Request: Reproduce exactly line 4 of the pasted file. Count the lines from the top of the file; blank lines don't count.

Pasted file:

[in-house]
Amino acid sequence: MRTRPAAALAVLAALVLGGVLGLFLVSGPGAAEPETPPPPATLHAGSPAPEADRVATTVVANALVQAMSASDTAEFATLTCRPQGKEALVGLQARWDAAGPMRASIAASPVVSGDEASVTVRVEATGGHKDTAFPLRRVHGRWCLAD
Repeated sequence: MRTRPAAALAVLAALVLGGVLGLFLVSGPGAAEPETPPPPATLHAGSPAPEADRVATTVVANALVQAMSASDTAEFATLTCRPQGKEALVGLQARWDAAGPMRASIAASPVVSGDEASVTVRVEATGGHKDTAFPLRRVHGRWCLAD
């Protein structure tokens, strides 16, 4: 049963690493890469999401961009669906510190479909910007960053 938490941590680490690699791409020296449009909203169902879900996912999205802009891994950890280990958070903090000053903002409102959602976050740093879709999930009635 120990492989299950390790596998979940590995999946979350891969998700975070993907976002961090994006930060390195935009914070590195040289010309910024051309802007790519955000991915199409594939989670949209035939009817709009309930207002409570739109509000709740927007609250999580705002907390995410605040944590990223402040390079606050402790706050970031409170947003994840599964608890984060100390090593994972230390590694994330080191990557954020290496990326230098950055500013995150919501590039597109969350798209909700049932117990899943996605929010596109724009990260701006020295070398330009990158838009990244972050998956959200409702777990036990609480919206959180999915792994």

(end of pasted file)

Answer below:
């Protein structure tokens, strides 16, 4: 049963690493890469999401961009669906510190479909910007960053 938490941590680490690699791409020296449009909203169902879900996912999205802009891994950890280990958070903090000053903002409102959602976050740093879709999930009635 120990492989299950390790596998979940590995999946979350891969998700975070993907976002961090994006930060390195935009914070590195040289010309910024051309802007790519955000991915199409594939989670949209035939009817709009309930207002409570739109509000709740927007609250999580705002907390995410605040944590990223402040390079606050402790706050970031409170947003994840599964608890984060100390090593994972230390590694994330080191990557954020290496990326230098950055500013995150919501590039597109969350798209909700049932117990899943996605929010596109724009990260701006020295070398330009990158838009990244972050998956959200409702777990036990609480919206959180999915792994």